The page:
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Okefenokee Swamp

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About the Okefenokee Swamp

Okefenokee Swamp is a swampy region located mostly in southern Georgia, extending slightly into northeastern Florida.

The landscape here is mostly flat, but there are some islands of drier ground as well as some lakes. The wettest ground supports open marsh, with forested swamp covering most of the land, and pine on the drier uplands. Soils here are mostly formed on swamp deposits of muck and peat, mixed with fine sand and silt. There are also some coarser sands and clay.

In the 1890's, there was a failed attempt to drain this region by construction of the Suwannee Canal. Although the drainage attempt failed, the canal remains and is used to access the interior of the swamp by water, mainly for recreation, entering from the east end of the region.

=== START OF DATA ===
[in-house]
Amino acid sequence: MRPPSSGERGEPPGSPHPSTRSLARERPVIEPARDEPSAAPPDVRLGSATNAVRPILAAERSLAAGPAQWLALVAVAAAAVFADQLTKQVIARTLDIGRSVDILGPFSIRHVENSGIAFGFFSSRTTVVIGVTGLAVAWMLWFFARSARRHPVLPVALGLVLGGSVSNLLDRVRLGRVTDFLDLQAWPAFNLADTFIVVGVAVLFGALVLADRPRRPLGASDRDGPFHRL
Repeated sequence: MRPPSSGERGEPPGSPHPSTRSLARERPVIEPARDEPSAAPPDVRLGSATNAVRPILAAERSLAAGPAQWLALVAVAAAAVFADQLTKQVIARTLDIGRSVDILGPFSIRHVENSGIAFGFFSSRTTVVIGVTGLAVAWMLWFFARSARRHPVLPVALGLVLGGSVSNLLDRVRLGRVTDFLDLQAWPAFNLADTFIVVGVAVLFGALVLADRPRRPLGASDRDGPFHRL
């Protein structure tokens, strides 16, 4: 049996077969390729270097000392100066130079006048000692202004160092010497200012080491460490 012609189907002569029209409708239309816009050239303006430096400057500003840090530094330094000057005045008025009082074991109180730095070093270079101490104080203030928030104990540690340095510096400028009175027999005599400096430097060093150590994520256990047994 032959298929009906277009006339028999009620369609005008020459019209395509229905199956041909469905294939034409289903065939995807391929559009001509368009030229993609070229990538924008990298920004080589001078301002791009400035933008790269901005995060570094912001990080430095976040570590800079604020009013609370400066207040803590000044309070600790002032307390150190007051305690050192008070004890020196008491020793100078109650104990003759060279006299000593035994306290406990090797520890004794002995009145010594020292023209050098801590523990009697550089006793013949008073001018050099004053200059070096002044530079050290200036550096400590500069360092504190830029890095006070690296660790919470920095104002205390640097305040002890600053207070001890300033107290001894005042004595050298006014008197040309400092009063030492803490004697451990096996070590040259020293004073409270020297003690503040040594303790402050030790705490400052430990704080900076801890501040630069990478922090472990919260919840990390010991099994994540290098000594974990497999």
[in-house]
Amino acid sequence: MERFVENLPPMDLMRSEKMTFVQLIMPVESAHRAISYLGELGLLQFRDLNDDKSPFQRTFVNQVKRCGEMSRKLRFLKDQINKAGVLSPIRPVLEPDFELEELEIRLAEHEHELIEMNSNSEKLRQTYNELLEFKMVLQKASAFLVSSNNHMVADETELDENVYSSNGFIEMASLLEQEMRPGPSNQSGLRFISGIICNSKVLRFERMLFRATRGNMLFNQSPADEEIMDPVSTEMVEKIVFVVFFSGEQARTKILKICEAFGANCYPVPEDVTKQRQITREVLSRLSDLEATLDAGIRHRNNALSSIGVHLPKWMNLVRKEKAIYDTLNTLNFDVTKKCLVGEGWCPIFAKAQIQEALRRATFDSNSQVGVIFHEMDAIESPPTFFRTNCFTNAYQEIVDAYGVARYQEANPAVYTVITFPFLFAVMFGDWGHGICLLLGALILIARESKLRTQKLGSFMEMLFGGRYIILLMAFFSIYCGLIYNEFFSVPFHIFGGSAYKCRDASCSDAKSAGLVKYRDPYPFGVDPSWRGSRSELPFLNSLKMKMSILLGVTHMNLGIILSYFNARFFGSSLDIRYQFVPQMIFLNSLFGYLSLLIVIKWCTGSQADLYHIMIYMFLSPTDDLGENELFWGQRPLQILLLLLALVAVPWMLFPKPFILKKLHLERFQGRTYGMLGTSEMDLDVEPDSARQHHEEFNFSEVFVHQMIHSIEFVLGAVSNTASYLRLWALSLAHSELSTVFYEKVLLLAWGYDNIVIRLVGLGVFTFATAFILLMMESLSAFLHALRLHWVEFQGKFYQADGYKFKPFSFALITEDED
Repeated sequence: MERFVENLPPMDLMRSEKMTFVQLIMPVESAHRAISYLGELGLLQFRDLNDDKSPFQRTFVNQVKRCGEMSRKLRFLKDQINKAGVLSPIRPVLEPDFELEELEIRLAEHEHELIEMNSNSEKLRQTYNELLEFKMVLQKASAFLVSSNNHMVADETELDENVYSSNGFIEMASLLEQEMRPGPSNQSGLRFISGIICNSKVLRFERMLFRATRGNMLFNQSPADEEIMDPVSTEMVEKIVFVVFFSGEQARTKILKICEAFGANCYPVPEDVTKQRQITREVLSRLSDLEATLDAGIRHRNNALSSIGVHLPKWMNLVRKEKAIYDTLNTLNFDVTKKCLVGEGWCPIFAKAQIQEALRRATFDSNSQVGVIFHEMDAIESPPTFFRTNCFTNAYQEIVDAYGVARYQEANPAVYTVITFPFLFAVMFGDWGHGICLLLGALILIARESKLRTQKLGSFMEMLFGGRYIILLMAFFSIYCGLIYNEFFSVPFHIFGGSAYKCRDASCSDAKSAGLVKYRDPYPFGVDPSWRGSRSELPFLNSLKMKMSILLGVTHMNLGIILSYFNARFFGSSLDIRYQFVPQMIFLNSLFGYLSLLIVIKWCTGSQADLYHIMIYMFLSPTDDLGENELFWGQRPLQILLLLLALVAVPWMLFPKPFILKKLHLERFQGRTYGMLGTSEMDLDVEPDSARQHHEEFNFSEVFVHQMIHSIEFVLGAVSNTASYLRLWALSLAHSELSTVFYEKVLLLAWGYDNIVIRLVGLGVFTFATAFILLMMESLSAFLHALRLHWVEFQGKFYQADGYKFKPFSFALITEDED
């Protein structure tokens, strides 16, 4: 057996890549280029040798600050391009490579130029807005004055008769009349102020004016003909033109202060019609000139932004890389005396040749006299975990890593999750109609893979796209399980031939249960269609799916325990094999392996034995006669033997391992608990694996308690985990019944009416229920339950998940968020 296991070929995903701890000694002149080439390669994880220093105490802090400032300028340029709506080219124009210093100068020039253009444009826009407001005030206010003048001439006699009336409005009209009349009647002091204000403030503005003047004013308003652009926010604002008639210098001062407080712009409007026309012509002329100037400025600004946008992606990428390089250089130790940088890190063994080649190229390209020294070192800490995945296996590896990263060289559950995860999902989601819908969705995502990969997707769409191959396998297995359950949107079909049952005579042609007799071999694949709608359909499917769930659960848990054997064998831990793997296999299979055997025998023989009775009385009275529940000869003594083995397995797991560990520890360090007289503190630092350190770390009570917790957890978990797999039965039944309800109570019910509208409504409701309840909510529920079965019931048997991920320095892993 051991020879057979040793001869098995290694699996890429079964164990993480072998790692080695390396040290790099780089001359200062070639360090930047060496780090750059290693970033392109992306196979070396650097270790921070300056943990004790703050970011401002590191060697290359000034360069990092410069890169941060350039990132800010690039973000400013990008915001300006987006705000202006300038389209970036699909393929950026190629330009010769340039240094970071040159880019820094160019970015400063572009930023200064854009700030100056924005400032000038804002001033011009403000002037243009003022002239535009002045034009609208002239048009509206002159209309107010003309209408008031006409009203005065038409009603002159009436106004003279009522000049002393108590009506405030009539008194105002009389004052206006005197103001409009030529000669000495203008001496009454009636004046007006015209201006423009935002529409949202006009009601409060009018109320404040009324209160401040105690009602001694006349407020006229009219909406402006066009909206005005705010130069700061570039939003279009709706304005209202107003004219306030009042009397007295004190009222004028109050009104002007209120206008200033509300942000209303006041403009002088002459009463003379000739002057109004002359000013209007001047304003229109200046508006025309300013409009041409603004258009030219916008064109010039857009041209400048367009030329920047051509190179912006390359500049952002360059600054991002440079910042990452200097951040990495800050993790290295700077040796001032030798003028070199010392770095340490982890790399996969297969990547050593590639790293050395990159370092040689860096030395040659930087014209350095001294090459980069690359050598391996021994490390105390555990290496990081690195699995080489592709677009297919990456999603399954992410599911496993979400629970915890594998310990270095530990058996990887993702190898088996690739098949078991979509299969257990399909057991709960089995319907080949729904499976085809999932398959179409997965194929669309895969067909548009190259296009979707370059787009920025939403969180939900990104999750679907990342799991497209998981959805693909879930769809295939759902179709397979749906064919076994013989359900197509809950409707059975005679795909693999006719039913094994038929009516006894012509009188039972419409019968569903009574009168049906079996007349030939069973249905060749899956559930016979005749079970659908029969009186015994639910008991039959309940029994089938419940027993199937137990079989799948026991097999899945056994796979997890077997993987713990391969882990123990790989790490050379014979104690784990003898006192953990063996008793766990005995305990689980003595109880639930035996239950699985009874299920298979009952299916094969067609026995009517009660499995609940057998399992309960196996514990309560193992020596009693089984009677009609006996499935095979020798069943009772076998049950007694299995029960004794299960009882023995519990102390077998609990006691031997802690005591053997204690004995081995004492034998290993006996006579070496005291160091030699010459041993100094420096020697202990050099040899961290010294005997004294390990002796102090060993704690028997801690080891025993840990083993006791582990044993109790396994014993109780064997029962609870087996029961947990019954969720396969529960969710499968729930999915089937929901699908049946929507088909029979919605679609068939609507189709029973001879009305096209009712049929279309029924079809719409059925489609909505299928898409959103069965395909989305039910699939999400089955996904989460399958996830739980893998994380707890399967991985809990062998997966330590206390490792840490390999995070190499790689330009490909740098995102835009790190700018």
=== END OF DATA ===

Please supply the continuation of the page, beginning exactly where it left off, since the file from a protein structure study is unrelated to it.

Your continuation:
An overwhelming majority of this region is protected land, mostly through Okefenokee National Wildlife Refuge, but also some other lands, including Stephen C Foster State Park and Okefenokee Swamp Park in Georgia, and in Florida, the Benton Conservation area, and part of the John M. Bethea State Forest. Although there were formerly a small number of residents, they were forced out in the construction of the national wildlife refuge here. Nowadays the region is mostly unpopulated, but is used for recreation, hunting, and fishing.

This region is surrounded to the north, west, and south by the Okefenokee Plains, a region that is still very flat, but slightly better-drained. To the east, it is bordered by the much-better-drained Sea Island Flatwoods, which also has more agriculture and population.